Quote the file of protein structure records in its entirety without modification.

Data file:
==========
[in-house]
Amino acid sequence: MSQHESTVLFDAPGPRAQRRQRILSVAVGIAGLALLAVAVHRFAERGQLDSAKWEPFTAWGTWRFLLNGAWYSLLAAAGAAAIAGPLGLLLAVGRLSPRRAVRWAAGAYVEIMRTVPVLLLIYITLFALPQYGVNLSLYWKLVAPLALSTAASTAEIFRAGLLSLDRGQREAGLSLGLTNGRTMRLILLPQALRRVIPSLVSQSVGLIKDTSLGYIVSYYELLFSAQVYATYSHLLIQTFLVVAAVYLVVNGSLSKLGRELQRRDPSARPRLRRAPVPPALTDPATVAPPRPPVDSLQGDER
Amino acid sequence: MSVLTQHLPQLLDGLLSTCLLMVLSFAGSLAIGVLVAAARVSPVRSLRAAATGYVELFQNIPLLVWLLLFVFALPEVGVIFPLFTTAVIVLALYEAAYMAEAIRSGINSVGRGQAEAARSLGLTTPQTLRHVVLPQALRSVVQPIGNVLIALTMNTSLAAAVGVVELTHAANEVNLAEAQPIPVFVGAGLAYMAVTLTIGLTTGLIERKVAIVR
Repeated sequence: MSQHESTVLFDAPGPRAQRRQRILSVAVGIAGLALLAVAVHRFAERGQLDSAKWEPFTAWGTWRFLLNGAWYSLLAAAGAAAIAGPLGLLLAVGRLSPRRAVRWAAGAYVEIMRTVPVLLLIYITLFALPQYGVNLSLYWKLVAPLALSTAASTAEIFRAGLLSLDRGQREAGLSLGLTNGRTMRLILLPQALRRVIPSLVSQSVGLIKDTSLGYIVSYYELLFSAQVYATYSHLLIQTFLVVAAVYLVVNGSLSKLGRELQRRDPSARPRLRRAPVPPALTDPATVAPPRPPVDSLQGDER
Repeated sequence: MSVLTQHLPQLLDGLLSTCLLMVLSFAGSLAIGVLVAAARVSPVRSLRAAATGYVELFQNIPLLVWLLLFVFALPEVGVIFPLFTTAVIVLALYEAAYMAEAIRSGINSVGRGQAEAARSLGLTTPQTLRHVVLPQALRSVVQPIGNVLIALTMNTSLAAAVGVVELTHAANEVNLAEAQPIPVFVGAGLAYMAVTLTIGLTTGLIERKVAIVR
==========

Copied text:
[in-house]
Amino acid sequence: MSQHESTVLFDAPGPRAQRRQRILSVAVGIAGLALLAVAVHRFAERGQLDSAKWEPFTAWGTWRFLLNGAWYSLLAAAGAAAIAGPLGLLLAVGRLSPRRAVRWAAGAYVEIMRTVPVLLLIYITLFALPQYGVNLSLYWKLVAPLALSTAASTAEIFRAGLLSLDRGQREAGLSLGLTNGRTMRLILLPQALRRVIPSLVSQSVGLIKDTSLGYIVSYYELLFSAQVYATYSHLLIQTFLVVAAVYLVVNGSLSKLGRELQRRDPSARPRLRRAPVPPALTDPATVAPPRPPVDSLQGDER
Amino acid sequence: MSVLTQHLPQLLDGLLSTCLLMVLSFAGSLAIGVLVAAARVSPVRSLRAAATGYVELFQNIPLLVWLLLFVFALPEVGVIFPLFTTAVIVLALYEAAYMAEAIRSGINSVGRGQAEAARSLGLTTPQTLRHVVLPQALRSVVQPIGNVLIALTMNTSLAAAVGVVELTHAANEVNLAEAQPIPVFVGAGLAYMAVTLTIGLTTGLIERKVAIVR
Repeated sequence: MSQHESTVLFDAPGPRAQRRQRILSVAVGIAGLALLAVAVHRFAERGQLDSAKWEPFTAWGTWRFLLNGAWYSLLAAAGAAAIAGPLGLLLAVGRLSPRRAVRWAAGAYVEIMRTVPVLLLIYITLFALPQYGVNLSLYWKLVAPLALSTAASTAEIFRAGLLSLDRGQREAGLSLGLTNGRTMRLILLPQALRRVIPSLVSQSVGLIKDTSLGYIVSYYELLFSAQVYATYSHLLIQTFLVVAAVYLVVNGSLSKLGRELQRRDPSARPRLRRAPVPPALTDPATVAPPRPPVDSLQGDER
Repeated sequence: MSVLTQHLPQLLDGLLSTCLLMVLSFAGSLAIGVLVAAARVSPVRSLRAAATGYVELFQNIPLLVWLLLFVFALPEVGVIFPLFTTAVIVLALYEAAYMAEAIRSGINSVGRGQAEAARSLGLTTPQTLRHVVLPQALRSVVQPIGNVLIALTMNTSLAAAVGVVELTHAANEVNLAEAQPIPVFVGAGLAYMAVTLTIGLTTGLIERKVAIVR